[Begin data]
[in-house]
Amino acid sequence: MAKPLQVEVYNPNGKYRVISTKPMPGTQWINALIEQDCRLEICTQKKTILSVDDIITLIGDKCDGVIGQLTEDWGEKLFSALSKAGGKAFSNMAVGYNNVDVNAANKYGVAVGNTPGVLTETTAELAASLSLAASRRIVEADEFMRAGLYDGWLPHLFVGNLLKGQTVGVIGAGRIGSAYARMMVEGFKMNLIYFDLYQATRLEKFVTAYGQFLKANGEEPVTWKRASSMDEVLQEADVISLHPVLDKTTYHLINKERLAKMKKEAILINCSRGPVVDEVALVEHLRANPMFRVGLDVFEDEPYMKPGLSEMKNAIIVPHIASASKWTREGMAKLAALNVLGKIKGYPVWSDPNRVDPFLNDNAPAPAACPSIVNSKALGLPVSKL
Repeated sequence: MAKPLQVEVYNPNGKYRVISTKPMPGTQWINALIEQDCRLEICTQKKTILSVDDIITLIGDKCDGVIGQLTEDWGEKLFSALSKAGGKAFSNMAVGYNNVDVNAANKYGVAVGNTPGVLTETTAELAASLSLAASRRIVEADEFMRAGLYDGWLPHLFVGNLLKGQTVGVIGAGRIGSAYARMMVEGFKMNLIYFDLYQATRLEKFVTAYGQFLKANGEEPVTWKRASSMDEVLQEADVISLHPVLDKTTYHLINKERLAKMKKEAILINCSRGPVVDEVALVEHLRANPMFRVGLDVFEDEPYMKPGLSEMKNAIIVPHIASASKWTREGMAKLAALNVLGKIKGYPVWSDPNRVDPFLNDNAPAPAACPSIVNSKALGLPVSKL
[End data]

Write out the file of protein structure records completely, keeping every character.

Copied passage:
[in-house]
Amino acid sequence: MAKPLQVEVYNPNGKYRVISTKPMPGTQWINALIEQDCRLEICTQKKTILSVDDIITLIGDKCDGVIGQLTEDWGEKLFSALSKAGGKAFSNMAVGYNNVDVNAANKYGVAVGNTPGVLTETTAELAASLSLAASRRIVEADEFMRAGLYDGWLPHLFVGNLLKGQTVGVIGAGRIGSAYARMMVEGFKMNLIYFDLYQATRLEKFVTAYGQFLKANGEEPVTWKRASSMDEVLQEADVISLHPVLDKTTYHLINKERLAKMKKEAILINCSRGPVVDEVALVEHLRANPMFRVGLDVFEDEPYMKPGLSEMKNAIIVPHIASASKWTREGMAKLAALNVLGKIKGYPVWSDPNRVDPFLNDNAPAPAACPSIVNSKALGLPVSKL
Repeated sequence: MAKPLQVEVYNPNGKYRVISTKPMPGTQWINALIEQDCRLEICTQKKTILSVDDIITLIGDKCDGVIGQLTEDWGEKLFSALSKAGGKAFSNMAVGYNNVDVNAANKYGVAVGNTPGVLTETTAELAASLSLAASRRIVEADEFMRAGLYDGWLPHLFVGNLLKGQTVGVIGAGRIGSAYARMMVEGFKMNLIYFDLYQATRLEKFVTAYGQFLKANGEEPVTWKRASSMDEVLQEADVISLHPVLDKTTYHLINKERLAKMKKEAILINCSRGPVVDEVALVEHLRANPMFRVGLDVFEDEPYMKPGLSEMKNAIIVPHIASASKWTREGMAKLAALNVLGKIKGYPVWSDPNRVDPFLNDNAPAPAACPSIVNSKALGLPVSKL